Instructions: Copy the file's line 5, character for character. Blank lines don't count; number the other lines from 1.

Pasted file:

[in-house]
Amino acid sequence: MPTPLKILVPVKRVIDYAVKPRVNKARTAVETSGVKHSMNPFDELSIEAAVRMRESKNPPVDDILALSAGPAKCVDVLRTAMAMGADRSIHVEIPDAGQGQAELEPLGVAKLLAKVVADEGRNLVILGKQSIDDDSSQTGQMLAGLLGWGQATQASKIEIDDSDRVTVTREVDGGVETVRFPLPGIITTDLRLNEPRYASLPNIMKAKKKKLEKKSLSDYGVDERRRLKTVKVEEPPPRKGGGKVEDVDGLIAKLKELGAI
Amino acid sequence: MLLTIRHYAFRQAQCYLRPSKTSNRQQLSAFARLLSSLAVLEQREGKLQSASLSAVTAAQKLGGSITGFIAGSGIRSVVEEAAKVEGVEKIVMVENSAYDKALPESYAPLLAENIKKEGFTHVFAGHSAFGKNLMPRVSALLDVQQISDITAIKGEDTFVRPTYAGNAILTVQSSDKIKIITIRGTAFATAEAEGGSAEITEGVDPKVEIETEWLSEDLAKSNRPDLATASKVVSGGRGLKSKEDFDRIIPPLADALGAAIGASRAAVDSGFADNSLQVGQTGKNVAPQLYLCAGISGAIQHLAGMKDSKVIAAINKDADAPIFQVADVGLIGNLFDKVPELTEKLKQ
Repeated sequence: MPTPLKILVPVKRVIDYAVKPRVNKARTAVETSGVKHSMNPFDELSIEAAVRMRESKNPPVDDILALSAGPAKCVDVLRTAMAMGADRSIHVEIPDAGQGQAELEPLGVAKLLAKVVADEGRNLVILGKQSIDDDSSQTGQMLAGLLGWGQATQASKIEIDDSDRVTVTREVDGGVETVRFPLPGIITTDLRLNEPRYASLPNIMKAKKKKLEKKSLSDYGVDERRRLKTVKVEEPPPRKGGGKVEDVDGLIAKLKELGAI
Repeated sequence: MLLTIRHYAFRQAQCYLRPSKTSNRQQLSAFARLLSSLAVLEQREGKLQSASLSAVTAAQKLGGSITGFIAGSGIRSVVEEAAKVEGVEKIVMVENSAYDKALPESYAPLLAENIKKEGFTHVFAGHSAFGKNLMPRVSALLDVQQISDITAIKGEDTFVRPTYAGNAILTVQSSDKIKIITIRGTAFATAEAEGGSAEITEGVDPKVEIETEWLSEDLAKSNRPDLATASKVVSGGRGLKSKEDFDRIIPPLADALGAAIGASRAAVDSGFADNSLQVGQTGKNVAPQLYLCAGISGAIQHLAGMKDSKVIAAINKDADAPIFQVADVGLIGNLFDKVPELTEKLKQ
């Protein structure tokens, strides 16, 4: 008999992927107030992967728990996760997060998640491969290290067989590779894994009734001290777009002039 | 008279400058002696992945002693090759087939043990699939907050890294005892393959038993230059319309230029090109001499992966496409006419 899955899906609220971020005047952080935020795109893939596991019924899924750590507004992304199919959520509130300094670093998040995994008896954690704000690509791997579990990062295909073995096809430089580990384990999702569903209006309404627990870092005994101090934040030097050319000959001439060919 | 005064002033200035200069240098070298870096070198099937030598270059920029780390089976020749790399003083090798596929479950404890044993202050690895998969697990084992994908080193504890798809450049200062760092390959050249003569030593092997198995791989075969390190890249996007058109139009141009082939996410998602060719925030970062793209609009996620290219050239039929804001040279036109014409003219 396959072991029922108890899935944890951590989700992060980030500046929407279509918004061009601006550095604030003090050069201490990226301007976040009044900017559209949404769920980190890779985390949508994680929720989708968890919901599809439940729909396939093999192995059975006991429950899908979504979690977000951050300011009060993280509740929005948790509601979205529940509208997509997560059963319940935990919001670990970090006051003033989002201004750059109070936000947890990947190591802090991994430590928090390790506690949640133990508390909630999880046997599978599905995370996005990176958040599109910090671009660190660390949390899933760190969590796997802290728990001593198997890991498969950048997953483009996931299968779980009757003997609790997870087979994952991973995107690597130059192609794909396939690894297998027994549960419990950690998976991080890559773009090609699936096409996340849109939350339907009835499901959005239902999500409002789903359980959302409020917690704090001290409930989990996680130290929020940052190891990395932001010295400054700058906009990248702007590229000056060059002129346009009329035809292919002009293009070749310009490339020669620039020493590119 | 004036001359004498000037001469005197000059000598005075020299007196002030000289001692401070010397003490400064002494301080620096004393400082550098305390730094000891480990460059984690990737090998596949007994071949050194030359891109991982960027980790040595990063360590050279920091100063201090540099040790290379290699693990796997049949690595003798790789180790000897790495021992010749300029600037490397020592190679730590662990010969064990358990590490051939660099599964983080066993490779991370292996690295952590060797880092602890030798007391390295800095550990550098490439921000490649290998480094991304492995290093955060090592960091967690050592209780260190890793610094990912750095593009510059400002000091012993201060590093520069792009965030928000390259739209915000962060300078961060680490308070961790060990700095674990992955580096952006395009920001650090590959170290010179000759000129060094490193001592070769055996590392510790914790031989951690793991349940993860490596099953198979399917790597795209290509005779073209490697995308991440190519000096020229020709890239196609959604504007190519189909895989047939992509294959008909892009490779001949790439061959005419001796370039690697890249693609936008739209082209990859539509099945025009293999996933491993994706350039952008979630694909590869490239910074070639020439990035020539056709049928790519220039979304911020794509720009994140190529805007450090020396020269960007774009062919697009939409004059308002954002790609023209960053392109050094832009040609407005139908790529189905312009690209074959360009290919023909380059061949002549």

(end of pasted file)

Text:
Repeated sequence: MLLTIRHYAFRQAQCYLRPSKTSNRQQLSAFARLLSSLAVLEQREGKLQSASLSAVTAAQKLGGSITGFIAGSGIRSVVEEAAKVEGVEKIVMVENSAYDKALPESYAPLLAENIKKEGFTHVFAGHSAFGKNLMPRVSALLDVQQISDITAIKGEDTFVRPTYAGNAILTVQSSDKIKIITIRGTAFATAEAEGGSAEITEGVDPKVEIETEWLSEDLAKSNRPDLATASKVVSGGRGLKSKEDFDRIIPPLADALGAAIGASRAAVDSGFADNSLQVGQTGKNVAPQLYLCAGISGAIQHLAGMKDSKVIAAINKDADAPIFQVADVGLIGNLFDKVPELTEKLKQ